You Can Have Whatever You Want
The phrase, “You can have whatever you want” is one that rolls off the tongue in an easy, rhythmic way. It’s often followed by the caveat “If you put your mind to it”. The first part would have us believe that simply wanting something will make it magically appear. The second part suggests in a subtle, charming way that we might have to put some effort into the endeavor. Based on my own experience I believe this to be true. You might think that the first thing to do is determine what it is you want. That’s important, yes and I think there is another question worth asking yourself; “What is the point of having whatever you want?” Is it simply about material possessions or is realizing your full potential as a human important to you?
If the latter is true then I suggest that rather than ask
“What do I want in life?”
try asking “Whom do I want to be in life?”
This question would also make a great replacement for another question that we are faced with from an early age. “What do you want to be when you grow up?” Replacing the word What with Who transforms the whole concept from an external label to an internal state of being. Kids often say “I want to be an astronaut” or a “fireman”. I don’t think they care about the labels. They care about who they get to be, not the credential that gives them a title. I knew one kid when I was growing up who wanted to be a garbage man because, as he said, “they get to stay out all night.” That was back before political correctness made us sanitize the labels we use for people. Now we call them sanitation workers. I don’t know whatever happened to that kid but I think he was onto something. He didn’t care about the title/label or the fact that he would be picking up trash. For him it was about being out all night. As a kid the first thing I thought was wow, that sounds so free. Isn’t that what we all want, freedom along with happiness and fulfillment?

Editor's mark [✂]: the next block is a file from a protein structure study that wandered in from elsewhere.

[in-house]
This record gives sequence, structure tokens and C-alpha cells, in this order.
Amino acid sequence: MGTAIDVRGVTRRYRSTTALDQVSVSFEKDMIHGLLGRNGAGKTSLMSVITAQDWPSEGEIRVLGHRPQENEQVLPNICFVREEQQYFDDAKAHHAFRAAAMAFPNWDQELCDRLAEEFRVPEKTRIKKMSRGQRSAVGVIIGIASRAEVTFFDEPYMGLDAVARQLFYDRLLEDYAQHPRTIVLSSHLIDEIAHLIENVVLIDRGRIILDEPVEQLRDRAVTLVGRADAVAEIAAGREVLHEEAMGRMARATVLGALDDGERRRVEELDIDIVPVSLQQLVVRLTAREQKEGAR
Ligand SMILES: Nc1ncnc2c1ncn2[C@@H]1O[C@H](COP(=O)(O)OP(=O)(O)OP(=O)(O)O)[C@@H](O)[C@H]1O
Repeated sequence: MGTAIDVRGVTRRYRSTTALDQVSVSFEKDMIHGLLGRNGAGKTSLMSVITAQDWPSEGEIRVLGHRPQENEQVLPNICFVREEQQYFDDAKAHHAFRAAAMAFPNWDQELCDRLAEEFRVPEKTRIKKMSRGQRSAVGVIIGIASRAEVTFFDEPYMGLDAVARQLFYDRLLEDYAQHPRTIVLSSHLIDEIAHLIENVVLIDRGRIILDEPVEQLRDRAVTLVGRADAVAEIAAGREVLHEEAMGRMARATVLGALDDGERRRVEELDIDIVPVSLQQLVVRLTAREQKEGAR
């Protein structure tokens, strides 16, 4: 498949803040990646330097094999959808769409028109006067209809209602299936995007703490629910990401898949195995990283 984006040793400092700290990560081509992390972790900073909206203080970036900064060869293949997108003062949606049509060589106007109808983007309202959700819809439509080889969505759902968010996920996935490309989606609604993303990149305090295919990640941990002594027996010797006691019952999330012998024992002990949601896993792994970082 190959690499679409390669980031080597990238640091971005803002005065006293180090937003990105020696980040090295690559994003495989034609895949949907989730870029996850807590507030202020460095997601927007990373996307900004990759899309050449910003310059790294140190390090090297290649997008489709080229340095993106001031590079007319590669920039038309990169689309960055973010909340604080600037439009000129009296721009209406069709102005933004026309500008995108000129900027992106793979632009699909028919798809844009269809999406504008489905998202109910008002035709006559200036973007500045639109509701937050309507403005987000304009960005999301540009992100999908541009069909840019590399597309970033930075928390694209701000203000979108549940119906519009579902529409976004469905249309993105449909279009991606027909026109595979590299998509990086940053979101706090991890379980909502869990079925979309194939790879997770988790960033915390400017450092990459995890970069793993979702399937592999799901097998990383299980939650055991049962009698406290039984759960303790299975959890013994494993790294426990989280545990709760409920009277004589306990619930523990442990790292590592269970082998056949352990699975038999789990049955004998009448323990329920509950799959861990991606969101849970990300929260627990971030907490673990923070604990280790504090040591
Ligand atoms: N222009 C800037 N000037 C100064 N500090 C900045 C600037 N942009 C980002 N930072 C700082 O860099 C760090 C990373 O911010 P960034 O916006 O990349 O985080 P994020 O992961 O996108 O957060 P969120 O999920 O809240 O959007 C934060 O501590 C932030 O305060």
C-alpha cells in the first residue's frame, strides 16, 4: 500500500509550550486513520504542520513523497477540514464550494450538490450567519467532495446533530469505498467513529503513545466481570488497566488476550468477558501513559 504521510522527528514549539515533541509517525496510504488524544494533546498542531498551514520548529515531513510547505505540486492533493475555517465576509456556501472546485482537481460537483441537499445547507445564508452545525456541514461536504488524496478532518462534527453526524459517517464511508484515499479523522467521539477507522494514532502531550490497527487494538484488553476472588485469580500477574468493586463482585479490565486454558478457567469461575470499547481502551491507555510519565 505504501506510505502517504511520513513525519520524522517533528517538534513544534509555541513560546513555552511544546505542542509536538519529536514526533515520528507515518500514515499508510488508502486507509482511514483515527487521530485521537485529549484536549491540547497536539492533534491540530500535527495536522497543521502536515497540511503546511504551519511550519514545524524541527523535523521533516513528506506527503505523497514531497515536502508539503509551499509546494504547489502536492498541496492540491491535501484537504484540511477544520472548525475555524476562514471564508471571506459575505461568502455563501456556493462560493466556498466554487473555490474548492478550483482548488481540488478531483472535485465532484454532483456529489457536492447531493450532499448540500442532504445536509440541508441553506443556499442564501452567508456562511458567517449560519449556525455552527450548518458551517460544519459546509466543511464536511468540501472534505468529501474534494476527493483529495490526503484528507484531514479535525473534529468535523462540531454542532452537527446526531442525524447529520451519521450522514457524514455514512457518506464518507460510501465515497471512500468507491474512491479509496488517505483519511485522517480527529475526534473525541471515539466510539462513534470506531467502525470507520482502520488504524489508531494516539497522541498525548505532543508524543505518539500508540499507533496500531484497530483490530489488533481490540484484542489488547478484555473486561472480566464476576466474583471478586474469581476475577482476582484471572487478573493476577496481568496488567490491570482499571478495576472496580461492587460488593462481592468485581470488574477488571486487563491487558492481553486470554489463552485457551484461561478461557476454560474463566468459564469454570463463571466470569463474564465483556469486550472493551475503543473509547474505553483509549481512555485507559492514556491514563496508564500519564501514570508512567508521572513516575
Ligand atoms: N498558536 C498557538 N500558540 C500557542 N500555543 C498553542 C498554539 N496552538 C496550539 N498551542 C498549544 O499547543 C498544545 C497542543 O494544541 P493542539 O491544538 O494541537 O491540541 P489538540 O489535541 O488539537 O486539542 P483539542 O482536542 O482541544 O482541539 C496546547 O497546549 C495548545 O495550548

This is about “being” rather than “having.” Being an astronaut is not the cause of happiness or fulfillment, it’s the result of it. Fulfillment, happiness, self-expression all starts inside of us. This may sound abstract and counter-intuitive. After all, how could you be fulfilled if you haven’t done something or become something yet. You might say, “I want a nice place to live in the country, with a garden and a view of the mountains. How do I make that happen?” What are the practical steps I need to take to make it a reality? This is where imagination and commitment become your allies.
Have you ever met someone you were really attracted to and imagined what it would be like to share love with that person? The shift in your being is palpable. It can even be measured with biofeedback equipment. Yet nothing has actually happened yet. It’s all in the realm of possibility. Imagining what it’s like to be in love with this new, as yet unknown person creates the possibility that it will become reality. In that moment it doesn’t matter what roadblocks might get in the way of that possibility. The heart, mind, body, and soul join together in a commitment to make it happen. This commitment is the key to bringing possibility into reality. It’s the foundation for being who you want to be.
By W. Peter Collins
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Karen Barbarick-Collins is a Certified Ayurvedic Technician and Wellness Coach, an Accredited Neuro Linguistic Programming Coach and a Registered Yoga Alliance Teacher. She is the founder of Bending Blade Healing Arts.